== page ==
Tuesday, December 31, 2013

World's Finest # 249, March, 1978

This issue's guest appearance by The Phantom Stranger brings us also the artist most associated with that character at that time--Jim Aparo, with a genuinely creepy cover.

I was just 19 years old when this issue came out and still reading comics. Bob Haney's goofy plots and dialogue aside, it was books like this issue that kept me around.

A recent letters page warned that we'd be losing Vig and sure enough. Here, he's replaced by The Creeper so...Beware!

The Kurt/Tex art combo continues and we get this nifty double page splash. The plot is as inane as you might expect, though, leading to the silly ending in the panel below in which Superman simply refuses to help Batman pull his plane from the ocean...like he's never helped Batman before> Jeez. We could go back through the blog and count the times!

This, as previously stated, was quite the growth period for DC with new SHOWCASE series, Power Girl soling (without her window) and, seen below, the debut of Firestorm.

No separate stories this time but we do have bad guys who determine that Oliver Queen is secretly the superhero...Batman!!??

DC did a pretty good job on promoting the upcoming SUPERMAN movie and thanks to, among others, Neal Adams and Jerry Robinson, they even settled that pesky rift with the character's creators...at least for the time. Wonder if Neal's returning to do some work for DC was part and parcel of that deal?

Steve Ditko hs never returned to Spider-Man. He has never returned to Dr. Strange. He did, however, return to BEWARE, THE CREEPER! And the results were mixed. Although some of his best work in ages at the time, no one would confuse the art with his earlier version and his always idiosyncratic storytelling was already headed toward the extremes it eventually reached.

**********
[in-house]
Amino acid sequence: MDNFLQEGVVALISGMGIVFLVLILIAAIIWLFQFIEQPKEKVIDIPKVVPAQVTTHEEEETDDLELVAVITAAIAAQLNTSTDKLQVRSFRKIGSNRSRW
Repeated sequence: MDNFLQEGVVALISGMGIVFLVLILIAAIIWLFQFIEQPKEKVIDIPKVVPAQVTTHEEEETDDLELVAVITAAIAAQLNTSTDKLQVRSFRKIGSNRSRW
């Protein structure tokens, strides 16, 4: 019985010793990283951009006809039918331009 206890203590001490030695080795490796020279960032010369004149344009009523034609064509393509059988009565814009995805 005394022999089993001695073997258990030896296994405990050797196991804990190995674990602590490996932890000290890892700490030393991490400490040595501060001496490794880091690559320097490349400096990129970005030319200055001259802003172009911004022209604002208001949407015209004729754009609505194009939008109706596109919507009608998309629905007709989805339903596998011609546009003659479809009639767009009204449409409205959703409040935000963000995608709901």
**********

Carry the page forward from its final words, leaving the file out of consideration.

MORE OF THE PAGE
One of THE big events of the seventies in comics! Again, by Neal Adams. The finished cover shows a gaggle of celebs and DC workers. I think I figured up a while back that a dozen or so are now Facebook friends of mine.

Mike Vosburg was a fan artist of great renown who had around this time become popular for his work in Mike Friedrich's "ground-level" comics. He was (and is) known for his attractive female characters  and brings that to polay here for the most iconic female hero of them all. Not sure it works 100% but definitely interesting. 

Monday, December 30, 2013

World's Finest # 248, January, 1978

Forgot to mention that Denny didn't last and now Jack C. Harris is listed as Editor with Orlando still as Managing Editor. Bob Haney remains as well. Your mileage may vary on how wonderful that part is.

A mixed bag this time--nothing special but nothing terrible. NO real-standouts. Just an enjoyable comic book.

Trevor Von Eeden gets the last 2 portions of his name run together in this early outing. Sadly this oh-so-stylish artist's style is all but obscured by Colletta inks except for the layouts.

Vicente Alcazar, as I understand it, was a protégé of Gray Morrow's. He also worked with him on the briefly extant Red Circle Comics imprint from Archie. He remains one of my personal favorites of the non-US artists who proliferated in the seventies.

Posters were HUGE as we finish out 1977 thanks mainly to Farrah. Note also though Lynda Carter which is why Wonder Woman was suddenly appearing everywhere at DC.

Did this idea ever get off the ground? I don't believe so.

Michael Netzer's lovely WW art graces DC's "in-house" fanzine.

Last issue featured Mlle. Marie so this issue's turn by Sgt Rock and Easy Company should be no big surprise as Wonder Woman's WWII adventures (on Earth 2 presumably) continue.

Sunday, December 29, 2013

World's Finest # 247, November, 1977

No Neal this time out but striking cover anyway from Garcia Lopez and Dick Giordano.

What the heck. Since it was a two-parter, we won't leave you in the middle Here's part two, complete with more Schaffenberger but now with extra Blaisdell inks!

One of my favorite young artists of the period was Sal Amendola who never really seems dot catch on. Here, though, he gets a good shot at the Canary and the Arrow.